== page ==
Cheeks have more chances to get irritated and develop pimples than the rest of the face. Acne on the cheeks can indicate lung issues, allergies, malnutrition, or too much junk food. Hence, keeping a tab on food consumption might be what you need to recognize the culprits. If you spend a lot of time inside might also be a reason for your cheeks acne. Do some exercising, breathing yoga, and surround yourself with greenery.

Using dirty makeup brushes can make breakouts arise on the cheeks. When your makeup brush gets gunked up with bacteria and sebum, it can clog pores, hence, the breakouts.

Now, two other common reasons for cheeks acne are pillowcases and a dirty phone. You got it right. Change your pillowcase once every two days and swipe your phone with alcohol as often as possible!

Forehead and nose (T-zone)

First thing first, observe yourself. Do you touch your face often? As that might be a reason for your t-zone blemishes. Stress or poor diet can also lead to breakouts in the t-zone. That’s because there are more sebaceous glands than the rest of the face, and breakouts arise where pores are more likely to get clogged. The t-zone is that area that accumulates excess oil, blocking pores and forming pimples.

A correct skincare routine meant to cleanse oil and dirt buildup will help keep t-zone blemishes at bay so don’t neglect that!

Chin and/ or jawline acne

When you’ve got pimples all over your chin or jawline (or both), it may indicate some hormonal fluctuations, gynecological problems, or kidney issues. A hormonal imbalance may trigger chin and jawline acne. During periods, androgen levels are higher than estrogen, which means more sebum, causing clogged pores and blemishes. Don’t stress and wait for the period to pass. To help hormones balance, add omega-3 and proteins to your diet, and avoid sugar and refined carbs.

Or you may even be allergic to your toothpaste. Try to change your toothpaste, stop touching your face, rest and hydrate.


The reasons you have breakouts on your back varies. From excess sebum to tight clothes or bras (mechanical acne), not showering after exercising, long hair, or body lotions that are too heavy and clog the pores. Do you ever let your shampoo or conditioner run on your back? Some compounds in those may clog pores. As well as long baths in which you add bath bombs that might contain artificial fragrances.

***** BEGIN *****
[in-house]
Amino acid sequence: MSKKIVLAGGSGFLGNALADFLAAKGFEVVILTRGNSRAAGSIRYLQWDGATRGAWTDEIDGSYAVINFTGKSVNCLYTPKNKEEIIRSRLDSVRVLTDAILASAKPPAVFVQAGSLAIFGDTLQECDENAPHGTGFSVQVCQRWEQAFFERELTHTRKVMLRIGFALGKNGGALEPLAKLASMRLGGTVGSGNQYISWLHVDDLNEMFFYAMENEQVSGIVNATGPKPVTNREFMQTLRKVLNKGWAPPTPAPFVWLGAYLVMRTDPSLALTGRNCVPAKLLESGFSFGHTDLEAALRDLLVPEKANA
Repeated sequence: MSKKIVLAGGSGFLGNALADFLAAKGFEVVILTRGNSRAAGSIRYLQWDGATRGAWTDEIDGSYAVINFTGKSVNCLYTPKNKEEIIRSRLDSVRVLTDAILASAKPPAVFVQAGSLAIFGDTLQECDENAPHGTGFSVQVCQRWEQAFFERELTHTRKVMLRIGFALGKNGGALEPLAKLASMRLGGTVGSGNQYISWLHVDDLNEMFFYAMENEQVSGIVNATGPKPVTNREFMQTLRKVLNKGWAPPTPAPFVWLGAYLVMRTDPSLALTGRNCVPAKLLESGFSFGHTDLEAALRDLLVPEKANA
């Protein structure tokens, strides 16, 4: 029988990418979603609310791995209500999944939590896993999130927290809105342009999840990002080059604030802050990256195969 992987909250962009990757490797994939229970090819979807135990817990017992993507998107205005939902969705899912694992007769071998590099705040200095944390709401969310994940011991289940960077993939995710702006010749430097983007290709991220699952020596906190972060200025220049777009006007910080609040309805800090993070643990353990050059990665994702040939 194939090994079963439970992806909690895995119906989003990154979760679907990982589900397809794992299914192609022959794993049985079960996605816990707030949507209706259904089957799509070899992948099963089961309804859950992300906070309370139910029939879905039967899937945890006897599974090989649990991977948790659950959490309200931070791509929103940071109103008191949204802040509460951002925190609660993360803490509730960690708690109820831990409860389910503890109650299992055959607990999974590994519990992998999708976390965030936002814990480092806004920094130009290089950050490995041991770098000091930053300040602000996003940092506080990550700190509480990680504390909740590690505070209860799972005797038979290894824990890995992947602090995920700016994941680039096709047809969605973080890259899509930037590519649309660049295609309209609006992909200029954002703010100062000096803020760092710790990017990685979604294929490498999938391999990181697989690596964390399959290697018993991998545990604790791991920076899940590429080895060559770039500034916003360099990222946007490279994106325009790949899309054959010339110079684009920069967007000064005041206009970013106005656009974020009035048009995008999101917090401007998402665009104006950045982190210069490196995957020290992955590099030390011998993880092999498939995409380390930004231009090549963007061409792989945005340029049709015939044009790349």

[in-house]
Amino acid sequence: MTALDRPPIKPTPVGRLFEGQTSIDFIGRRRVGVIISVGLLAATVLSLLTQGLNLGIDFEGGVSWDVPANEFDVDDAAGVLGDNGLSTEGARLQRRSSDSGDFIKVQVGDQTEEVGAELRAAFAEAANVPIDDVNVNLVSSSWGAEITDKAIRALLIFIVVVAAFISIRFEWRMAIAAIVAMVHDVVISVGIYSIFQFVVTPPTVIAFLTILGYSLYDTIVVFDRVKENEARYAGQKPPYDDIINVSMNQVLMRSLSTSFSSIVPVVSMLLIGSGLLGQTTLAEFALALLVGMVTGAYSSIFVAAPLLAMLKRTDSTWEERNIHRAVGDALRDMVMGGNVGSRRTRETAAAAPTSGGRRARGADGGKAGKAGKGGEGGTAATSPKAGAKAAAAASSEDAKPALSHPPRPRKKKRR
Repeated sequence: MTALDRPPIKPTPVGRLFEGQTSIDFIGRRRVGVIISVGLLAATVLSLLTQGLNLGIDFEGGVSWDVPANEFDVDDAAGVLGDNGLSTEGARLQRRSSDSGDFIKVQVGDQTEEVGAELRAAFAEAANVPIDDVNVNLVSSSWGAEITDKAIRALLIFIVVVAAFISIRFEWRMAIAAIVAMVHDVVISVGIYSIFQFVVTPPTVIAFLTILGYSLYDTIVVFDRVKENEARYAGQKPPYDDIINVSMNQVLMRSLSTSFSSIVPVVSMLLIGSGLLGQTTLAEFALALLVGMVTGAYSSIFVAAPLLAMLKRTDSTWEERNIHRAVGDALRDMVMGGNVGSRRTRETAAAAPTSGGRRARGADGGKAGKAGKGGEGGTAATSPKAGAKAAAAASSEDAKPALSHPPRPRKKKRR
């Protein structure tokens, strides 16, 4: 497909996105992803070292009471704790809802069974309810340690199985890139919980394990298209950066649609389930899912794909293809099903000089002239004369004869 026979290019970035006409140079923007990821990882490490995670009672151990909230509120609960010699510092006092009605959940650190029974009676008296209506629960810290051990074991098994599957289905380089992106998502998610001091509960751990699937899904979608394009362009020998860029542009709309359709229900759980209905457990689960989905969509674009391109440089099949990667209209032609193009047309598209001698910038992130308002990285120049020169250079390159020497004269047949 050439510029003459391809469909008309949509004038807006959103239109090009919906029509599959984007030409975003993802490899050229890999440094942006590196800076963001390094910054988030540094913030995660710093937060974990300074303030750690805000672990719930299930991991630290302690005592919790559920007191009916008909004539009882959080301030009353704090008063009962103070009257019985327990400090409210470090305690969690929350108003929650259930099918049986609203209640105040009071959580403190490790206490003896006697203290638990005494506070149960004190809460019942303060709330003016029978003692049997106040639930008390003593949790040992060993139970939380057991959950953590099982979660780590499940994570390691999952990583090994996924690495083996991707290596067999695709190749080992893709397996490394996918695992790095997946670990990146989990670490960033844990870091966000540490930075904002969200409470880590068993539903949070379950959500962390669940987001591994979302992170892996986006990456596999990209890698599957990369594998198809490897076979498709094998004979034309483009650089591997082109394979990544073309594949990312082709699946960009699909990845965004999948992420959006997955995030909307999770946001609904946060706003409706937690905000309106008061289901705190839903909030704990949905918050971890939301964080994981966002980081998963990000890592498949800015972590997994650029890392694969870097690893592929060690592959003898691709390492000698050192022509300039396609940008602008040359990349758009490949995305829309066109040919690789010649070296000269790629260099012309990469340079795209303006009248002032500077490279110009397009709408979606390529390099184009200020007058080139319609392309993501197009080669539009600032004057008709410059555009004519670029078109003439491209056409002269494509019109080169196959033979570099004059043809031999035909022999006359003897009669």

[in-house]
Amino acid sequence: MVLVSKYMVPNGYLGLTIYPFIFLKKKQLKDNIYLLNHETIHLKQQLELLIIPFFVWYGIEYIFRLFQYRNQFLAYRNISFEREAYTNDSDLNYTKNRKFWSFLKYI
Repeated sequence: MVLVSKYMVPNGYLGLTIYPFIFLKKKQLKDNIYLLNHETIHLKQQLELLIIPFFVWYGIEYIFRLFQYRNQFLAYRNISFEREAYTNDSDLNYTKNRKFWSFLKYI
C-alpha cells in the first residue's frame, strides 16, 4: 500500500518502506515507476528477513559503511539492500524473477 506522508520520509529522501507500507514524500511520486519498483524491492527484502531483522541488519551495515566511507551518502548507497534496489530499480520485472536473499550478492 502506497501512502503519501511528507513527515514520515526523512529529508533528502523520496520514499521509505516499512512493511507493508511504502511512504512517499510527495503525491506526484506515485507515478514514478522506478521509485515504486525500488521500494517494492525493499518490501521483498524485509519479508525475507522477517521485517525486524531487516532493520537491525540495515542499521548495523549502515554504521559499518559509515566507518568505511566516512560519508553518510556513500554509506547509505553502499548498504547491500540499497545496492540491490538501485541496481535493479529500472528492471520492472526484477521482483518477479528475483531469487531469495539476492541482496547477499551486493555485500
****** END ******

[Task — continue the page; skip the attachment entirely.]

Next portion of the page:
Pick lightweight, oil-free products, and don’t omit to exfoliate once weekly. And if you use a scrub infused with salicylic acid to remove the excess sebum on your back and unclog pores, you hit it big. 

Who wrote this?
Ana Vasilescu
Ana Vasilescu
Ana is a sociologist and feminist with a shared passion for literature, psychology, and skincare, the combo that made her determined to start Women's Concepts. With over five years of experience in dermatological research, she has now become a certified skincare consultant keen to convince others of the importance of a diligent routine. Her close relationships with dermatologists around the globe, along with years of researching, analyzing studies, and hand-testing products on a daily basis, made Ana one of the best persons you can get advice from.
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Women's Concepts relies on the latest scientific research to provide accurate, complete, and fact-based information in skincare, on which we're willing to stake our reputation. Our team includes skincare experts who are highly regarded in their fields and committed to upholding the best standards of research. We spend quality time vetting every single product we recommend and double-checking all the facts shared on Women's Concepts. We always stand on the side of inclusivity, and our mission is to help everyone fix their skin issues as they arise and leverage the products they buy to achieve their goals. You can view our expert review board and everything about our editorial guidelines here.